Number two its a pain in the ass to get in and out of that shit. Its exhausting. Meh, maybe I’m a pussy, but I didn’t like it.

    Number three, how transferrable is equipped lifts into functional movements…..”hold on, I can’t help you move the hot tub, I gotta get my deadlift suit on”.

    Now I’m not against others doing it, its just not for me. My Dad still does it (62) and I help him put that god damn shit on.

    Raw only, drug free thanks.

  6. Does it then follow that longer-femured lifters are not going to do very well in the sport of weightlifting? Conventional wisdom says yes, but Urik Vardanian says no. I mean, there are freaks of nature, but surely nobody could be THAT good with such a big disadvantage too… right?

  7. I’m still going to stick to my guns and say people would probably be better off widening their stance. I am a raw lifter and I squat with a wider stance; I’m able to get much more out of my hips and hamstrings with the wide stance squat. I’m able to get much more torque and more explosion out of the hole. Now my stance isn’t as wide as a geared lifter obviously but it would be wide by conventional standards. People should keep an open mind and try all ways and see what works best for them. That’s just my opinion.

  8. Eric Lilliebridge is another powerlifter who squats high bar..not sure if his deadlift would be higher if he switched to low bar, but it seems to work pretty well for him

  9. “Instead, I see more utility in the fact that the elbows are pointed down, and then the lats are contracted (look at Brooks in the vid, he ‘tightens down’ before each rep). Consciously contracted lats would make for a stronger and tighter torso.”

    Can’t I not contract my lats when having the elbows more upward pointing? My cue for tightening my “shelf” is pulling the elbows like a row/chinup so I cannot see how where the elbows are pointed could make a difference in tightness.

    The only advantage I can imagine is that pointing your elbows down would help you keep your chest much easier.

    Enlighten me.

  10. http://www.youtube.com/watch?v=So8VWJtlP2w

    I guess her style is a high-bar wide stance squat? Seems to work for her.

    Say whatever you want about geared powerlifting, I can’t help but appreciate the level of technique involved in order to squat with that level of flexibility and back strength. I noticed myself that switching from a low-bar to high-bar squat changed the postural requirements in my lifting, but has really protected my lower back since I sprained it back in 2010 and couldn’t lift anything heavier than an empty laundry basket.

    There’s so much to dissect in the squat: you can examine the flexibility needed in the hip, ankle, shoulder…. not just the muscles used. And for the powerlifting SPORT, it is all about moving the most weight effectively. So I would think that finding a way in shortening the distance traveled is the way to go.

    Now, for strength development for other sports, I’m sure that’s a whole different animal.

    Really, just want to highlight Laura’s technique even though it’s easy to focus on just her anatomical advantage; I really find it top notch. =)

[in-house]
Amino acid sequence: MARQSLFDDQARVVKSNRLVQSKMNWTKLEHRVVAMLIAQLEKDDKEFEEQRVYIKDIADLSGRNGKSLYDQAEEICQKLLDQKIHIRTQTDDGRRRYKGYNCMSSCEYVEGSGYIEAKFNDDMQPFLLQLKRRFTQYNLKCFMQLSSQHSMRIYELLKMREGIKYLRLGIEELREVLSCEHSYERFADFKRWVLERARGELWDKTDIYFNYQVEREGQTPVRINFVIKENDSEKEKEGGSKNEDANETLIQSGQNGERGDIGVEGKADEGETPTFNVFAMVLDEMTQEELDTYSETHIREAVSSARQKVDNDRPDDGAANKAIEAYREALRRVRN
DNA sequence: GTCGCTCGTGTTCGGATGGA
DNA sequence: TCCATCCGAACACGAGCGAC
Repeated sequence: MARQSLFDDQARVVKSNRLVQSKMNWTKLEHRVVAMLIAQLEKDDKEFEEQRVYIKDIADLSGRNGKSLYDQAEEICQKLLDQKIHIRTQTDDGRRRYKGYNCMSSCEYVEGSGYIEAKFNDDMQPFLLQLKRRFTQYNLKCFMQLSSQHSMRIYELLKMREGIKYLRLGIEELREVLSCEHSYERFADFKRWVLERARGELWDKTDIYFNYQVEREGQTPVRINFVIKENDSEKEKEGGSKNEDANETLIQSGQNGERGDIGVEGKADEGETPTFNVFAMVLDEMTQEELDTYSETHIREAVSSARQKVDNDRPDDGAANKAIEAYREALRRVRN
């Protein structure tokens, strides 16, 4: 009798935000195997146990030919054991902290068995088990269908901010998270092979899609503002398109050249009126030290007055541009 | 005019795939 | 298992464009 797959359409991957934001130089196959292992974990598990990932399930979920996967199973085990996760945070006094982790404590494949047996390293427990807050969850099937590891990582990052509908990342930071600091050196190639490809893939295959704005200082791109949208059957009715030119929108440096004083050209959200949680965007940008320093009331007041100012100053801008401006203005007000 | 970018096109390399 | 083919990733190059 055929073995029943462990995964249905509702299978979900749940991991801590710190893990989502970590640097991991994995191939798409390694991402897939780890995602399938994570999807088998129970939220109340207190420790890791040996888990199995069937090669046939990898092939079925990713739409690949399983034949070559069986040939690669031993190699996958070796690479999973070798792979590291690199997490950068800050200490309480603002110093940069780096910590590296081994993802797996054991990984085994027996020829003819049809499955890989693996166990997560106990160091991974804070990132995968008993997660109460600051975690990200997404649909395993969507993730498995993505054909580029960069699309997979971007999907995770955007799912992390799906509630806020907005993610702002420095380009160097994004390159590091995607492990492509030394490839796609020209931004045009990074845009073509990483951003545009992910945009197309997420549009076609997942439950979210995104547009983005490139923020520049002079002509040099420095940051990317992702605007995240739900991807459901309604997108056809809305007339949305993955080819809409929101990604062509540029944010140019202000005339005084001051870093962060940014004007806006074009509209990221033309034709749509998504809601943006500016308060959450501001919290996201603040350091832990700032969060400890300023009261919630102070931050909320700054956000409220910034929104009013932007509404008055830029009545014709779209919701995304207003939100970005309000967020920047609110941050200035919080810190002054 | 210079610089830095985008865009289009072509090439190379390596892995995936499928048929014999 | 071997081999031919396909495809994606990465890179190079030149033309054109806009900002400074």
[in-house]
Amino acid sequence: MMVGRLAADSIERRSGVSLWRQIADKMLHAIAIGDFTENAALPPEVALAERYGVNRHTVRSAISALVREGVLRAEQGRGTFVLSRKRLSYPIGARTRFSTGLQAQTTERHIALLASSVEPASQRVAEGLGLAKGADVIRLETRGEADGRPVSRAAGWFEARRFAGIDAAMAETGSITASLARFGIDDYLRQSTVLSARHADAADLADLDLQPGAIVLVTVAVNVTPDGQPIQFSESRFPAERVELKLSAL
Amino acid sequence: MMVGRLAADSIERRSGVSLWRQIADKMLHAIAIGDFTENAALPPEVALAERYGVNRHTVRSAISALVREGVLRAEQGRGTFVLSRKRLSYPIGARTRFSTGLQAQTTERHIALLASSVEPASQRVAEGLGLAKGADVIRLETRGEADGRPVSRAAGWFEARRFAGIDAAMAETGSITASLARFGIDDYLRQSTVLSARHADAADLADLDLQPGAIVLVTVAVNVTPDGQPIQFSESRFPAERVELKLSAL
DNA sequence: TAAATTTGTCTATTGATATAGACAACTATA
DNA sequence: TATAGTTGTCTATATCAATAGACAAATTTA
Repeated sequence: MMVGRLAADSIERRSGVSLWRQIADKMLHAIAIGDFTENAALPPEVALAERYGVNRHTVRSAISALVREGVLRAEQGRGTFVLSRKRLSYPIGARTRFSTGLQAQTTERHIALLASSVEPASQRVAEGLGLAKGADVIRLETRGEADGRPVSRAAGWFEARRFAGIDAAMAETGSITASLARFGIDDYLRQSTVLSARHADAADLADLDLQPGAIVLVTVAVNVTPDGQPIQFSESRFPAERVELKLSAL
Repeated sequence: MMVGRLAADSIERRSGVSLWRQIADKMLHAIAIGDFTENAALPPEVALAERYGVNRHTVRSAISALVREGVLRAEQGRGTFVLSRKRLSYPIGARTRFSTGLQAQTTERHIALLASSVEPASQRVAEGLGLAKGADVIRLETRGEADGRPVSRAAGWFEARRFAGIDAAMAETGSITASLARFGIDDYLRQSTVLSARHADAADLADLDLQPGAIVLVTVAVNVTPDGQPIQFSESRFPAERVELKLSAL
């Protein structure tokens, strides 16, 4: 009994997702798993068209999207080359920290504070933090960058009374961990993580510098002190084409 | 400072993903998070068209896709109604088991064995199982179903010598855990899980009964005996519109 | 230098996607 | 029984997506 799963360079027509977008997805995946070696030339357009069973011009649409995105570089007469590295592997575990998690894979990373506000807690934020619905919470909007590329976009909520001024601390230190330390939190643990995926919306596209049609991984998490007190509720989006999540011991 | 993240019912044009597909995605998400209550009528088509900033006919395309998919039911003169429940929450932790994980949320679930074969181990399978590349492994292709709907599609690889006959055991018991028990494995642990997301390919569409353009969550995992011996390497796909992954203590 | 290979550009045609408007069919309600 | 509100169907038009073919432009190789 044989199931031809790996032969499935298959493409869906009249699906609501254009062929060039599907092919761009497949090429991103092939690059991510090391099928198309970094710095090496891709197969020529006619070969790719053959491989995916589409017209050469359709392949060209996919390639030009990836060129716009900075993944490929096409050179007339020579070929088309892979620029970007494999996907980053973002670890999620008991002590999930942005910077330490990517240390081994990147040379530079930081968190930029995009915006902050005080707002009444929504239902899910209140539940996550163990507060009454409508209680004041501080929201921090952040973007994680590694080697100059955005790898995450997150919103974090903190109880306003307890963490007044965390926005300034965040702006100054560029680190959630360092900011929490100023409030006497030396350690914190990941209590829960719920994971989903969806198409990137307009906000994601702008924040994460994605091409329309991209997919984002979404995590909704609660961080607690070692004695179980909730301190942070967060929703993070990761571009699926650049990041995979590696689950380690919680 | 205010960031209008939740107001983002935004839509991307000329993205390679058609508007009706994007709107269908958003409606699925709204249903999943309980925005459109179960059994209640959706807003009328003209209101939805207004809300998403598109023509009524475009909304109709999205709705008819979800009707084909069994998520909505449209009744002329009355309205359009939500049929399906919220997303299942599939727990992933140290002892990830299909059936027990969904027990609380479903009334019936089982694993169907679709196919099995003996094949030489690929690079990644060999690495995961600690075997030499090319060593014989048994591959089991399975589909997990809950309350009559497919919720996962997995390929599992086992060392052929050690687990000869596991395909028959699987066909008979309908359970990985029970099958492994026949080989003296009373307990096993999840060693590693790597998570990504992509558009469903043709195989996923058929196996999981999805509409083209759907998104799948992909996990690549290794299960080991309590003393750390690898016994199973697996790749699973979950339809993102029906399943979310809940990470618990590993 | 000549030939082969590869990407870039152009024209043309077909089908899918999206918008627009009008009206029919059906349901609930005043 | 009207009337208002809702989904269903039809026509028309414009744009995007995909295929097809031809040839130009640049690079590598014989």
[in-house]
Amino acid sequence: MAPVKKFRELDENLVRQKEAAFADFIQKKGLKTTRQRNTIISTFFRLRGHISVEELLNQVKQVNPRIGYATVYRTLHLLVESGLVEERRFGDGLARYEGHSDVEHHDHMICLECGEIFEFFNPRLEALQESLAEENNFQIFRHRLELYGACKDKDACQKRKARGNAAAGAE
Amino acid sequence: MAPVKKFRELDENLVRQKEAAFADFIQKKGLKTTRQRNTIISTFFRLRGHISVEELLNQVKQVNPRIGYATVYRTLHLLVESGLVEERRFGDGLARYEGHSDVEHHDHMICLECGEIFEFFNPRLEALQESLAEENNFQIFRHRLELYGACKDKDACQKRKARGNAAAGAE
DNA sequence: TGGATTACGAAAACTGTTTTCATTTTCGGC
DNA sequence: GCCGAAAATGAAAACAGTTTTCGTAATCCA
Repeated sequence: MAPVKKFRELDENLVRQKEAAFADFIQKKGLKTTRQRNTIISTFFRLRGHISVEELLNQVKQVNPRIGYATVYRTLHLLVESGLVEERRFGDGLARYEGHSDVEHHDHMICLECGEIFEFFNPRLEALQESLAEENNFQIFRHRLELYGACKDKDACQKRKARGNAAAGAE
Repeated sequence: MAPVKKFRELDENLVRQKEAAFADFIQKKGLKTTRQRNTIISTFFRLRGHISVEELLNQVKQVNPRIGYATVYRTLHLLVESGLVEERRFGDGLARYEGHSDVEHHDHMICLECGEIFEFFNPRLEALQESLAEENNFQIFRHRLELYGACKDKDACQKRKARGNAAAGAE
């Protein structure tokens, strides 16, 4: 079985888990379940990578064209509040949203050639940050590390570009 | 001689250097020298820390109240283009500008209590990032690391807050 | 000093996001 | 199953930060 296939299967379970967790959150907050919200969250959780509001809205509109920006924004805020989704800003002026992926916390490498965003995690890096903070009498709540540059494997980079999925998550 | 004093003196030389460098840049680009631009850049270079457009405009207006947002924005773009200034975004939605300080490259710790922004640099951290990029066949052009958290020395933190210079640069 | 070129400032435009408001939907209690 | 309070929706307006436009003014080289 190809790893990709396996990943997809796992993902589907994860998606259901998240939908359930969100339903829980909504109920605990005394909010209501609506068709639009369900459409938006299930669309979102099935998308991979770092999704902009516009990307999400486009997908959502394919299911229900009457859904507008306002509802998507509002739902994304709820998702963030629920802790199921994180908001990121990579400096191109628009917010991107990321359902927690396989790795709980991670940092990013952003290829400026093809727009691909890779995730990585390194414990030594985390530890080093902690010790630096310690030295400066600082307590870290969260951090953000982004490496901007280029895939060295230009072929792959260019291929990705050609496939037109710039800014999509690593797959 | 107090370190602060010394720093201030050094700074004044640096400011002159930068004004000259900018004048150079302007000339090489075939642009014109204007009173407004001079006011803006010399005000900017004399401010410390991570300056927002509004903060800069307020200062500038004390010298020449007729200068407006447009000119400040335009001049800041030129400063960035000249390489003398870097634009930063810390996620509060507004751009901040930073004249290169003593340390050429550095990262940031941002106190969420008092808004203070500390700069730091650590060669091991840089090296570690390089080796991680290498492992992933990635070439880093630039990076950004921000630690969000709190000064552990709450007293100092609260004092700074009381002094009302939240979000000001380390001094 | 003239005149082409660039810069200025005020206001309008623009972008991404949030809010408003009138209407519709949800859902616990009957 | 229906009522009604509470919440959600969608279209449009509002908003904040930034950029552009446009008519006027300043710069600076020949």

11. I think of Laura Phelps-Sweatt more of a low bar squatter. She really works box squats and sitting back as opposed to down as in a high bar. Maybe I’m picking at straws, but the bar from the vid mentioned above is below her traps. Its not the lowest low bar.

    Hey, in the from the SPF website this is their definition of a squat: A legal squat is performed when the top of the upper thigh at the hip (the �crease� of the hip) passes below the height of the knee.

    Not the hamstring as mentioned in the otherwise great article.

  12. FYI, according to the SPF Rule Book posted online, rule for the Squat #1 reads “A legal squat is performed when the top of the upper thigh at the hip (the “crease” of the hip) passes below the height of the knee.”http://www.southernpowerlifting.com/form.php?id=7
    Judges may have been instructed privately to use a different standard, but this is the one they’ve published.

  13. @cassio598: what their rulebook says and what actually happens at their meets are two entirely different things. SPF judges/lifters are notorious for passing high squats and passing them off as “NEW WORLD RECORDS, TEH OMGZZ!!!!!11111111one”; consider yourself aware’d

    geared lifting is a fucking mockery sometimes.

  14. Do not lump all geared lifting into the SPF. The SPF is a mockery always both geared and raw, they enforce the same lack of rules for all different types of equipment.

    The wide stance monolift multiply “squat” that is employed by these SPF lifters only works because they don’t have to actually perform a squat.

    The SPF is a disgrace to the sport of powerlifting.

  15. cassio: because walking out your squats is cool and pretty 70s big, whereas waddling into a monolift and making a few short movements with a bar on your back isn’t. also the more expensive equipment you have in a sport the less accessible it becomes to the masses.

    Wish I had some friday PRs to post as I expected to be setting some by now, but I spent three weeks travelling in December (before which I squatted 170kgx8, benched 120kgx8, and deadlifted 195kgx7) and now despite only losing like 1kg it feels difficult squatting 157×5, benching 105×5 and pressing 65×5 @ 94kg. will i ever squat over 200kg again? :'(

  16. What do you guys think about the ascent in the 407×5 squat? Instead of driving hips straight up all the way he drives it up and back the first few inches and then drives his ass forward…

  17. @breeze ooookay, but isn’t it easier and safer to set up properly in a monolift, rather than walking it out? Is technological innovation not 70’s big?